I recently gave a talk titled Breaking Down SVG Animations at a local meet-up in Singapore called Talk.CSS. It is not so much about SVG and it is more about how to approach complex animations for the web as a beginner. In this talk, I refer to complex animation as animating cartoons or characters; anything other than your standard UI animation. For example, how do you animate a sheep eating grass? These things require quite a bit of imagination:
The Foundation of Complex Animation
Working with complex animation requires you to have a strong understanding of the fundamentals of web animations. If you’ve work with UI animation before, you have a solid foundation already since you’re familiar with basic transform properties like rotate, scale, translate, skew, etc.
Complex animation is a combination of these transform properties. For example, this smoke animation is a combination of translate, scale, and opacity properties.
By understanding the fundamentals well enough, you can think about a particular animation by linking it with its transform properties.
Prototyping Complex Animations
For some of us who can’t visualize the animation using our imagination, this is where prototyping will come in handy. There are animations that will be hard for you to imagine how it will look like especially when you wanna animate complicated subjects like complex movements and interactions. Moving the limbs of an animal comes to mind as a complex subject since it can look awkward and unrealistic if it is not done correctly.
Failing to visualize how you want your animation to behave will make it harder for you to translate it into code. Fortunately, there is a hack for us who are lacking in the creative imagination department.
I used illustrator in order to visualize how the animation would look like. Take the sheep eating grass animation from the above as an example. I draw the limbs that I want to animate separately so that it is easier to translate it into code later on.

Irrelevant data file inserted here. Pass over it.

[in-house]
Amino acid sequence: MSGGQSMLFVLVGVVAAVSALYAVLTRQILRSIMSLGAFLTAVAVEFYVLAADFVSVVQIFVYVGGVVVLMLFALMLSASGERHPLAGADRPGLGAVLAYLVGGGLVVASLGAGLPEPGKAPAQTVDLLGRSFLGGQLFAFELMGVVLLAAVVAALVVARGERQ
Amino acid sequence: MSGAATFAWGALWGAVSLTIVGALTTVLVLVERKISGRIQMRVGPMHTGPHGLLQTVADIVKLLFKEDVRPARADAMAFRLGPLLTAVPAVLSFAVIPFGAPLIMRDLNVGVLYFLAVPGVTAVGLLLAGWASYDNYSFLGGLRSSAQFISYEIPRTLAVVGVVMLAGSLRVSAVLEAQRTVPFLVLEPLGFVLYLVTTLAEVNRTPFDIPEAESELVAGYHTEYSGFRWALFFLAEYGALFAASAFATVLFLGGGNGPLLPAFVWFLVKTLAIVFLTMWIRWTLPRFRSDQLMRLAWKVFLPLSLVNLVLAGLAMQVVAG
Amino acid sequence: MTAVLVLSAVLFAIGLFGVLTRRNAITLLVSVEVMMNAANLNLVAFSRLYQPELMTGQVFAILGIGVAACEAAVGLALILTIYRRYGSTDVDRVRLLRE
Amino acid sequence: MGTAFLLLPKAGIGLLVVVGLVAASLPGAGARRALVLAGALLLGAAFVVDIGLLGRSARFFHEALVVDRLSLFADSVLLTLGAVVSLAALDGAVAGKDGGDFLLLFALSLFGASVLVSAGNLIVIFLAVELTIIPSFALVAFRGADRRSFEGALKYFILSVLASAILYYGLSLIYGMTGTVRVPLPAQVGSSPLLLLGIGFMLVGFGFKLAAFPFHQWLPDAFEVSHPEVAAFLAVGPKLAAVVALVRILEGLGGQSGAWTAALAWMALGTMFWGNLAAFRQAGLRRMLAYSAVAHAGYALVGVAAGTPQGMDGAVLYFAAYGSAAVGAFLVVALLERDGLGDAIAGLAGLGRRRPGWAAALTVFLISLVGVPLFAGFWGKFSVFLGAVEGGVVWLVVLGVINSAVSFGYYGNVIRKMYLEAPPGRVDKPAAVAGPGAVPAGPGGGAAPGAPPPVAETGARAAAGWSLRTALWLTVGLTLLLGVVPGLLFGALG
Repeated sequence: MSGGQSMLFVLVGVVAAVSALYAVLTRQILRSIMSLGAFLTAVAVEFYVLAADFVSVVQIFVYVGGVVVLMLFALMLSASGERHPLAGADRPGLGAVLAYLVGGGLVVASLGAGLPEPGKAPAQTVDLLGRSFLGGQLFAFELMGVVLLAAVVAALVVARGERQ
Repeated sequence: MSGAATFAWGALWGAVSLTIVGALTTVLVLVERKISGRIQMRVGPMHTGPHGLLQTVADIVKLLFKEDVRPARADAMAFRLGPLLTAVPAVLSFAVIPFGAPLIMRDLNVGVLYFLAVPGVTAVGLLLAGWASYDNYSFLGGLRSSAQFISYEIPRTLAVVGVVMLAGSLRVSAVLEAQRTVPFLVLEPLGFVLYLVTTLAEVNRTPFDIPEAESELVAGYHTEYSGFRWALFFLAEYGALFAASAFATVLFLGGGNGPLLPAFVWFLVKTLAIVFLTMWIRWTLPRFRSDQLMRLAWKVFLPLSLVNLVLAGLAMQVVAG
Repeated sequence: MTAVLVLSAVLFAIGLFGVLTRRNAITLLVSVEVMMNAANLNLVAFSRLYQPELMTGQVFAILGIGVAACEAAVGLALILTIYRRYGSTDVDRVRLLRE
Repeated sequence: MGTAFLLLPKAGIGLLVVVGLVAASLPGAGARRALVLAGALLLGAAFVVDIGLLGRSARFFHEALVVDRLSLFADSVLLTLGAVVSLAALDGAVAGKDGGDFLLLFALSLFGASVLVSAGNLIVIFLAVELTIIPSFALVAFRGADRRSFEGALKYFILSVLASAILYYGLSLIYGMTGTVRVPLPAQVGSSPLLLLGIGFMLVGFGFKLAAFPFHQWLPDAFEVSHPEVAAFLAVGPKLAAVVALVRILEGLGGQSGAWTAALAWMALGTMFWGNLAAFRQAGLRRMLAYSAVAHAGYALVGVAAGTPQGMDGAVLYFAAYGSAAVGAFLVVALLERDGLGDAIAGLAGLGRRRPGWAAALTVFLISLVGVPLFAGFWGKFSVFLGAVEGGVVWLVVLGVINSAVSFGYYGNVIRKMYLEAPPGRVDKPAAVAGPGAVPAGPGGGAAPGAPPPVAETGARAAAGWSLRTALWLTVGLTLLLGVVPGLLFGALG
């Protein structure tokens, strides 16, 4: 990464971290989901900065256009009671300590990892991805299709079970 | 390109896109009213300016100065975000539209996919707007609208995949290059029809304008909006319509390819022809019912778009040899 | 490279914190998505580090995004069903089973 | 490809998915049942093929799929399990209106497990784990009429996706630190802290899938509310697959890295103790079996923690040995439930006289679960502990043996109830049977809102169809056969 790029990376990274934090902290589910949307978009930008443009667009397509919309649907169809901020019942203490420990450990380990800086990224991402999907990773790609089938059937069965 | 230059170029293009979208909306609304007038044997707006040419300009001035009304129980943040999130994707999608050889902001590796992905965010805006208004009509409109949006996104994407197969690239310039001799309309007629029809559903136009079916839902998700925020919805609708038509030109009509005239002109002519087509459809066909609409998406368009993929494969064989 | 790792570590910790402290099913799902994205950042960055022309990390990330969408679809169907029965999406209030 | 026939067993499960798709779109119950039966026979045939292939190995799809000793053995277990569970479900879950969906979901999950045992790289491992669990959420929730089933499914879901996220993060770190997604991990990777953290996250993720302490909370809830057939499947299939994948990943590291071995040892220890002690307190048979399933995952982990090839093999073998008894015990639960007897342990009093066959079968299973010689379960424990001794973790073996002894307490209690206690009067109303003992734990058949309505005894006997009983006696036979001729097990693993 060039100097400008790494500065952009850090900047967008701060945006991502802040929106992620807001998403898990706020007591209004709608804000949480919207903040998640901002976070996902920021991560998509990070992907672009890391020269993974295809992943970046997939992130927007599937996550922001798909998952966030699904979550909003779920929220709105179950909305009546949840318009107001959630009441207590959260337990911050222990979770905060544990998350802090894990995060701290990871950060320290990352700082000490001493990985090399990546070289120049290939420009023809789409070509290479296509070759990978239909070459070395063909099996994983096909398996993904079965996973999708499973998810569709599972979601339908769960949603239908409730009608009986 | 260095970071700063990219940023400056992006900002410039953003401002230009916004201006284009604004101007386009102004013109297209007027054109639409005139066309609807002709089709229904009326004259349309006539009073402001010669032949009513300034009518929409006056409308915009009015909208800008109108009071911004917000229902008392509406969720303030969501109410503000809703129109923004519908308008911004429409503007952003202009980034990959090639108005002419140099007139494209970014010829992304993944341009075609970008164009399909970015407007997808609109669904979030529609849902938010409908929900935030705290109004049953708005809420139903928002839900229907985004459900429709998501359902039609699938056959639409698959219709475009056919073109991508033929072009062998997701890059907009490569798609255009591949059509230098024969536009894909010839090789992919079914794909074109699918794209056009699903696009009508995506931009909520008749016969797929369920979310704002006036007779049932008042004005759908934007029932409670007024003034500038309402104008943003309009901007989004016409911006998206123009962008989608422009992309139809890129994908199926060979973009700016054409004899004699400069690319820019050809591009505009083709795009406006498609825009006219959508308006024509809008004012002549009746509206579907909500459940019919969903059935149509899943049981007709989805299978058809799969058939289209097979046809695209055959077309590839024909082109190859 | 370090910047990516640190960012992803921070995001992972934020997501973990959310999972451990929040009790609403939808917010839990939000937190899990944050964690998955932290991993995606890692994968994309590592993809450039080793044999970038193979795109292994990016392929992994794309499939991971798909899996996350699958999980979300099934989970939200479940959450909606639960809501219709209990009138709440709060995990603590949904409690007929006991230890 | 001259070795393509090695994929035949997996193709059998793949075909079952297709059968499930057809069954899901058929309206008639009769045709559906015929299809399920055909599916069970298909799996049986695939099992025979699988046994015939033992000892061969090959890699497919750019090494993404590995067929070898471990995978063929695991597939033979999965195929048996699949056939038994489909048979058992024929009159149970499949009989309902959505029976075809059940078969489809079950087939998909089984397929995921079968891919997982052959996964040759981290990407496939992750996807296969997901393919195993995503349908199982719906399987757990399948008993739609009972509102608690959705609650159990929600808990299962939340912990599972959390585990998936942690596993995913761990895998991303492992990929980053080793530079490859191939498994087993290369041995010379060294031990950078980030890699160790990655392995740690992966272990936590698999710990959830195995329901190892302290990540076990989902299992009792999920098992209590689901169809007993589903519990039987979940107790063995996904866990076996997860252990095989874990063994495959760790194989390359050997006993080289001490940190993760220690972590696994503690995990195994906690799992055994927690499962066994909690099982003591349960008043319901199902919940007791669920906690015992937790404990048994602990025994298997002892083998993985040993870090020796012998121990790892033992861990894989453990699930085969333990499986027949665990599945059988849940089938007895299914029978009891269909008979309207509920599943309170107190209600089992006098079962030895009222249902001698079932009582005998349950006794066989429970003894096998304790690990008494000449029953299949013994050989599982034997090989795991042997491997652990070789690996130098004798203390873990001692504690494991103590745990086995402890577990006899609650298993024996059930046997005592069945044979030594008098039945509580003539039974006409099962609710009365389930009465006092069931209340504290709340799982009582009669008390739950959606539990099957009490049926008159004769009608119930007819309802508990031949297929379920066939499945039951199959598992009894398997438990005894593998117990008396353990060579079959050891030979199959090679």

The sheep illustration is separated into two groups: head and body. With the separated groups, I can easily move it around and I can visualize how the animation is going to be like. In the video, I move the head downwards a little bit and rotate it.
By having a good visualization of the animation, I can now translate it into code: I know that I need to translate the head of the sheep downwards a few pixels and rotate the head anti-clockwise a few pixels. Using GSAP, here is the end result:
Beyond Transform Properties
Knowing your transform properties is just one part of the foundation. In order to work with complex animation more effectively, other properties such as speed and easings come into play as well. You can creatively combine these properties to achieve the desired effect for a particularly difficult animation.
For example, I combine speed and transform properties in order to animate this geyser:
The geyser, projectiles, and smokes are separated group elements. In order to give the geyser a vibrating effect, I translate it up and down for 2px/-2px and set the speed of the animation as 0.05.
Working with complex animation can be very intimidating for some of us who do not have any creative or artistic background. However, approaching complex animation by understanding its fundamentals will make it less intimidating to work with.
The examples that I have given above is meant for you to see complex animation in its most basic angles. By exposing these techniques, I hope all of you would-be web animation artists will not be so intimidated by complex animation anymore and will build up on these techniques in order to create something fun and pretty to look at.
Go forth and spread the ❤ through animations!